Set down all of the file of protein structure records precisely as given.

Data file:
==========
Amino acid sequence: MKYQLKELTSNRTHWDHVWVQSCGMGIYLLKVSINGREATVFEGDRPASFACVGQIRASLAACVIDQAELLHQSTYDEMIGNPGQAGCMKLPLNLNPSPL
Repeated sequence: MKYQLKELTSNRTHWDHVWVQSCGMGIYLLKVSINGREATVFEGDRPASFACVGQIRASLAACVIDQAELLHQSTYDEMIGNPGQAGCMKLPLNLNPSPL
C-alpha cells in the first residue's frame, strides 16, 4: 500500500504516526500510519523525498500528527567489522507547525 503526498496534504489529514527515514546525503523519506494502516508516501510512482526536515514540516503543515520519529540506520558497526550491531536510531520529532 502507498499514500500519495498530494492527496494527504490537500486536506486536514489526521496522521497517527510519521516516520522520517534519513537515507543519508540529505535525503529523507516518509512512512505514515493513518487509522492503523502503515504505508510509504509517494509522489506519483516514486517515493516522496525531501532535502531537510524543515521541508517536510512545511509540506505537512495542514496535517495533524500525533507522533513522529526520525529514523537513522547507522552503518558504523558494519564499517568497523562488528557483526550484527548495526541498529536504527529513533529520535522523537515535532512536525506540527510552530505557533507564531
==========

Amino acid sequence: MKYQLKELTSNRTHWDHVWVQSCGMGIYLLKVSINGREATVFEGDRPASFACVGQIRASLAACVIDQAELLHQSTYDEMIGNPGQAGCMKLPLNLNPSPL
Repeated sequence: MKYQLKELTSNRTHWDHVWVQSCGMGIYLLKVSINGREATVFEGDRPASFACVGQIRASLAACVIDQAELLHQSTYDEMIGNPGQAGCMKLPLNLNPSPL
C-alpha cells in the first residue's frame, strides 16, 4: 500500500504516526500510519523525498500528527567489522507547525 503526498496534504489529514527515514546525503523519506494502516508516501510512482526536515514540516503543515520519529540506520558497526550491531536510531520529532 502507498499514500500519495498530494492527496494527504490537500486536506486536514489526521496522521497517527510519521516516520522520517534519513537515507543519508540529505535525503529523507516518509512512512505514515493513518487509522492503523502503515504505508510509504509517494509522489506519483516514486517515493516522496525531501532535502531537510524543515521541508517536510512545511509540506505537512495542514496535517495533524500525533507522533513522529526520525529514523537513522547507522552503518558504523558494519564499517568497523562488528557483526550484527548495526541498529536504527529513533529520535522523537515535532512536525506540527510552530505557533507564531